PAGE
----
Storeroom Stories: Seed Herbarium


A seed herbarium is a cataloged collection of plant seeds used for identification and research on plants. These seeds are collected by naturalists, classified, and stored. The Charleston Museum herbarium collection includes various seeds collected from around the world. These seeds primarily represent crops that are commonly grown in their countries of origin and date as far back as the mid-1800s.

Seeds are embryonic plants contained within a hard outer layer covering. This “seed coat” protects the young plant until conditions are right for it to emerge. For some regions, this amount of time can be very long. For example, arid regions that go through long dry periods can have seeds remain inactive, or dormant, for years. The seeds will remain protected by the seed coat underground until the rains come. Other seeds have been known to wait out the long, cold months in polar regions and emerge when the temperatures rise to a suitable level. Using the information, researchers have been able to grow plants from these dormant seeds. The oldest seeds that have yielded a healthy plant were 32,000 years old, spending most of that time frozen in siberian tundra near frozen mammoth remains.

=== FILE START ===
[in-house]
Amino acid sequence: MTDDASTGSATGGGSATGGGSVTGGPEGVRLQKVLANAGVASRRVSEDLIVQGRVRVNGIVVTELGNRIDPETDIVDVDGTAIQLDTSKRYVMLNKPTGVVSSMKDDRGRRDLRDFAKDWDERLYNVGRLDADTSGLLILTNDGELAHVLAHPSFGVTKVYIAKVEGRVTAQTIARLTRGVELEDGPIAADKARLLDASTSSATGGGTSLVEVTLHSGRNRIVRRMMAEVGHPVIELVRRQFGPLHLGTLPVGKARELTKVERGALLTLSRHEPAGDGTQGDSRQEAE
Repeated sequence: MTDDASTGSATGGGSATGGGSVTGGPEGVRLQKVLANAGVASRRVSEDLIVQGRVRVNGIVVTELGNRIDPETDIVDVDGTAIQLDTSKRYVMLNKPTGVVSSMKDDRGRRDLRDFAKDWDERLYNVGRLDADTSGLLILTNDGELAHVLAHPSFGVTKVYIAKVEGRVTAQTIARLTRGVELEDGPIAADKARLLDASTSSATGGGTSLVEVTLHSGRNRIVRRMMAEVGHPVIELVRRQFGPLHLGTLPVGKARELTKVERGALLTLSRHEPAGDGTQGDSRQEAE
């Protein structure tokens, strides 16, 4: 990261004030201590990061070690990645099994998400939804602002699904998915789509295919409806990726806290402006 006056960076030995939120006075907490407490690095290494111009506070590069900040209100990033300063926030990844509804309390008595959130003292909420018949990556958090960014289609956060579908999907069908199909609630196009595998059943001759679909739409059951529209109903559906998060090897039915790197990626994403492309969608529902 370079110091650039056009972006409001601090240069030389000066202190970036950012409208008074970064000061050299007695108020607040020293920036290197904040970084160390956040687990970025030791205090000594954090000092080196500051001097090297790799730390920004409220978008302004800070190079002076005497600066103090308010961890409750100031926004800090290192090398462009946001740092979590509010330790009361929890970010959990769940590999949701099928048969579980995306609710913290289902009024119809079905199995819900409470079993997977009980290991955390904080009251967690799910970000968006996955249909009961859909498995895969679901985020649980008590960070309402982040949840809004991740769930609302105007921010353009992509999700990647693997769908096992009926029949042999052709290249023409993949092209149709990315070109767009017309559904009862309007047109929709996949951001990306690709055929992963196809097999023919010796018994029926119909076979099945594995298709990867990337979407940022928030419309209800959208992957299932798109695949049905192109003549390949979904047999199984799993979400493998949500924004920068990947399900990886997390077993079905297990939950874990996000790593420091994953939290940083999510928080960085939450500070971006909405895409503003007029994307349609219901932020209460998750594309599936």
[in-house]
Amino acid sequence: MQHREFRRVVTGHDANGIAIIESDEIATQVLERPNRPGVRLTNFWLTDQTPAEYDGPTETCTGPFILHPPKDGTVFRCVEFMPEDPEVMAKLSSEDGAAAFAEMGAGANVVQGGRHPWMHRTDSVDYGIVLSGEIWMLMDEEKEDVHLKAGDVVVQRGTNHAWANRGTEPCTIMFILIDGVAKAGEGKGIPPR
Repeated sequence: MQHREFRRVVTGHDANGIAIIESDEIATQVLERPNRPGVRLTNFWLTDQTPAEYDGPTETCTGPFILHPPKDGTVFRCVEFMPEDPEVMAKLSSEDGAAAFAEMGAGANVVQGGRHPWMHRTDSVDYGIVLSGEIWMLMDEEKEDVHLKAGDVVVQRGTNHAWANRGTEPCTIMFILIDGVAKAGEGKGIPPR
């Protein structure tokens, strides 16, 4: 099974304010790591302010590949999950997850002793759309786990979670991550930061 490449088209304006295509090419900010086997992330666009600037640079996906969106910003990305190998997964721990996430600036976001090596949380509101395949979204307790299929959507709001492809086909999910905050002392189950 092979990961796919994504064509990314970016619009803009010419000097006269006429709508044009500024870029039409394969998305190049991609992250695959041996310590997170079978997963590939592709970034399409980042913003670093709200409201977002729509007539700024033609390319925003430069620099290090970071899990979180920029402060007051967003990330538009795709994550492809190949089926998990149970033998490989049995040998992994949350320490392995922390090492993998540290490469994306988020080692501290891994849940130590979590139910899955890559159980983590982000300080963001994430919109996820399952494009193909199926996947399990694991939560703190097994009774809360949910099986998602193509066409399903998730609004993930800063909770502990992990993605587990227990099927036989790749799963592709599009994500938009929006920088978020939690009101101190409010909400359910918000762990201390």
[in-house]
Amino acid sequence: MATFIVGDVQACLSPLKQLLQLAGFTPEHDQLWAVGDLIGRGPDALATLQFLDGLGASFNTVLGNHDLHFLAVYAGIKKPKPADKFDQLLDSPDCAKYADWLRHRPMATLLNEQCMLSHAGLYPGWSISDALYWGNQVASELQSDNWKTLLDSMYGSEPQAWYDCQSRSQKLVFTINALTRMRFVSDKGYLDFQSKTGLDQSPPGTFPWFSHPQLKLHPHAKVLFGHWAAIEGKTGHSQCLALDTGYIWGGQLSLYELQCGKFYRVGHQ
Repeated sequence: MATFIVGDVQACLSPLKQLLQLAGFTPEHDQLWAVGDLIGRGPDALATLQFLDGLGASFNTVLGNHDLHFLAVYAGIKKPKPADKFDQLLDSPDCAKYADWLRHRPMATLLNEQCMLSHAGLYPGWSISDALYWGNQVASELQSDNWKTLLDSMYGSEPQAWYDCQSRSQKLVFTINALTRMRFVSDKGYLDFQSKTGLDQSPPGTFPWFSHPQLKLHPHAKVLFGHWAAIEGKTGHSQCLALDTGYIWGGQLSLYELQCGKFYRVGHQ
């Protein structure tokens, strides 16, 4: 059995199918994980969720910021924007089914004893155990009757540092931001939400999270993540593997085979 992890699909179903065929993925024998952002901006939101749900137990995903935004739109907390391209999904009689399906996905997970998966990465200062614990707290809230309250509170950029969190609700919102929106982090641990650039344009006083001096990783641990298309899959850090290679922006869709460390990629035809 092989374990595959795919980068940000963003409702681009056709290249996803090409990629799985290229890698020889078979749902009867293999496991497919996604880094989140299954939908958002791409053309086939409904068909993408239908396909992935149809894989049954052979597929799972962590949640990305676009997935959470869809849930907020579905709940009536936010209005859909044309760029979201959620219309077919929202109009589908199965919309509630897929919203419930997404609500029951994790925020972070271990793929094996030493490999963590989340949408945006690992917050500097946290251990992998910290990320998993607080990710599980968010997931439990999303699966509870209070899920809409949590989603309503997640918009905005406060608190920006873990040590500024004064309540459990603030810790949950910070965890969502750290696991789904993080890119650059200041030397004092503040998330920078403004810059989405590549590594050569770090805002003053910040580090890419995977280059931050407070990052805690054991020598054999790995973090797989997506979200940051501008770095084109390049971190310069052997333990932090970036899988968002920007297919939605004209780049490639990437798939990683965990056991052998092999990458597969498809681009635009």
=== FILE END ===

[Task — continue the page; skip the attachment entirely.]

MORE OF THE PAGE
The Charleston Museum has also had noteworthy research done on its many dormant seeds. A researcher this past year collected several wheat seeds from our collection to test for fungi or bacteria that could infect the seeds and how infected seeds would impact early peoples. The seeds being tested were originally collected from Egypt in 1853.